The tracks might be gone, but a 112-year-old train station building has returned home.
The Lauder Railway Station building was hauled 400m by crane and truck from a private Lauder property and placed beside the Otago Central Rail Trail yesterday.
Locals gathered to watch its move to where the railway line from Middlemarch to Clyde once passed through.
It is about 100m from its original location so as to not block the view of Lauder's Stationside Cafe from the trail.
The building previously lay there from 1904 to 1985, until it was sold to a Lauder resident when the station shut down.
Lauder Beautification Society chairman Ralph Milne said the project let rail trail travellers see the area's history.
The group raised about $120,000 through grants and community fundraisers for the move and for restoration.
Broken timber will be replaced, the building repainted, and it will be filled with memorabilia about the area for visitors to view.
Society member Earl Harrex said carpenters would start work soon and work for a Christmas restoration date.
The project was discussed about six years ago, but there was "a lot of bureaucracy" to traverse, he said. In 2013, current owners of the land the station was on, Bruce and Esme Macdonald, gave the building back to the community.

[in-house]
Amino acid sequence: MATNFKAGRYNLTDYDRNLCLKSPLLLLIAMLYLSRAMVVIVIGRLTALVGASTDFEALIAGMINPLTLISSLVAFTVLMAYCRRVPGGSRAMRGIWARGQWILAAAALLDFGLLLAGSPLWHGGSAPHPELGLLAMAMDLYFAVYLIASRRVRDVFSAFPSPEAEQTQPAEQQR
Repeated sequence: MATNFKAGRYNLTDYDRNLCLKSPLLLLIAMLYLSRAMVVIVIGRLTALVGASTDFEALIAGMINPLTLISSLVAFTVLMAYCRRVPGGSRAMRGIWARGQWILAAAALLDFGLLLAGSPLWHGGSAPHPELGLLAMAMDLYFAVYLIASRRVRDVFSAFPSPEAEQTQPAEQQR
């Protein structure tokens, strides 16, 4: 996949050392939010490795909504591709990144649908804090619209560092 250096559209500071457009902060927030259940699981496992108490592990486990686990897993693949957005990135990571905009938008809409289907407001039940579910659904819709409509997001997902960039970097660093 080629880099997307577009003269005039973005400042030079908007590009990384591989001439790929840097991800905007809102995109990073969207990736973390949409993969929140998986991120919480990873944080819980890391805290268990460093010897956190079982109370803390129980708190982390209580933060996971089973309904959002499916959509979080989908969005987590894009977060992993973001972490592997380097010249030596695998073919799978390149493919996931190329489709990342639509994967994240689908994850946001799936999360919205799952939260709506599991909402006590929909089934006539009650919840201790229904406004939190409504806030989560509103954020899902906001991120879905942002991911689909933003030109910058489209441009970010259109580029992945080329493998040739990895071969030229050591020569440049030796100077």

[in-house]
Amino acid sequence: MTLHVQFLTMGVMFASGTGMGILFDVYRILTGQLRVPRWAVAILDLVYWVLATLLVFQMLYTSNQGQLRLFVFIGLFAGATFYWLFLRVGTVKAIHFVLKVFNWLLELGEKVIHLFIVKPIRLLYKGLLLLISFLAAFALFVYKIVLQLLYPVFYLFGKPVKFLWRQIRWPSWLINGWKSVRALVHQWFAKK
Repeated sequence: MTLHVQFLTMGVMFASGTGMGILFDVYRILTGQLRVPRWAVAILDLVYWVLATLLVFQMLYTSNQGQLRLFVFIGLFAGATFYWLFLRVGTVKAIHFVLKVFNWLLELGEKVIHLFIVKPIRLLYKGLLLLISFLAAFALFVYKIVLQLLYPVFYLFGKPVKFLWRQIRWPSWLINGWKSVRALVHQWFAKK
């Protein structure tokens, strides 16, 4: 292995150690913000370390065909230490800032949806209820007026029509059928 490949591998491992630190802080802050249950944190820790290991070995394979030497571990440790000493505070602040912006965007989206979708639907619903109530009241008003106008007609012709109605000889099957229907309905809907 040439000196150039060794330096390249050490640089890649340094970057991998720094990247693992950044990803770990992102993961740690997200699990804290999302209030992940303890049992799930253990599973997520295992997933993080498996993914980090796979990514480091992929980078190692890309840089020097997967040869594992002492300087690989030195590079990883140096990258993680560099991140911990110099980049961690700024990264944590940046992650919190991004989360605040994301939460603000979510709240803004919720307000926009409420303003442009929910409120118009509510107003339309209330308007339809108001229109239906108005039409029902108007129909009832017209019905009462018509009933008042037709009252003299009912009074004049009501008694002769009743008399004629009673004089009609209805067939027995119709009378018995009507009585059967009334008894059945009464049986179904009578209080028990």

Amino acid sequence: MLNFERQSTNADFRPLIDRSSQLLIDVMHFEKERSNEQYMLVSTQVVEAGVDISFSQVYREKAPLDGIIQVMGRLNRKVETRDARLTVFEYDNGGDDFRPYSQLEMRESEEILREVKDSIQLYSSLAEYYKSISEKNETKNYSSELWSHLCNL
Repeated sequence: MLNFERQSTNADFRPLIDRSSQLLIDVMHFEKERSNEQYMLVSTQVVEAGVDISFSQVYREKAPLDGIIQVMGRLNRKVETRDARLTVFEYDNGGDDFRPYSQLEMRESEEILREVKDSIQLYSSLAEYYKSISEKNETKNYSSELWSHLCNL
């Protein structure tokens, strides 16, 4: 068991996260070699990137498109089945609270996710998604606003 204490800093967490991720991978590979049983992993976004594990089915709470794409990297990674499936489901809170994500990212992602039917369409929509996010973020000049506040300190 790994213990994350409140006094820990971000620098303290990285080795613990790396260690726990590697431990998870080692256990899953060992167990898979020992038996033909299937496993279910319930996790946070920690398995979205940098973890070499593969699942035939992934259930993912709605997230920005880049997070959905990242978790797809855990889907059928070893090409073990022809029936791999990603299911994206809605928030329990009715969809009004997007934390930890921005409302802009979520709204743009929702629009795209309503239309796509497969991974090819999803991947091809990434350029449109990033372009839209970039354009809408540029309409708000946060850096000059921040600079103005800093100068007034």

Mrs Macdonald said for the past 30 years it was "just sitting there, waiting for a purpose".
It was "now or never" to restore the building before it further decayed, she said.
"If I was put out in the rain and the snow for 30 years I probably wouldn't be looking too great either," she said.
Lauder resident Keith Naylor remembered visiting the building on his way home from school in the 1940s.
"I used to ride up to the back window on horseback and a man would hand me the mail."
The 13m x 4m building weighed about 11 tonnes.
Project manager Dean Booth said his team underestimated the weight of the building so had to move the crane closer to carry it.
"A job like this takes a lot of planning."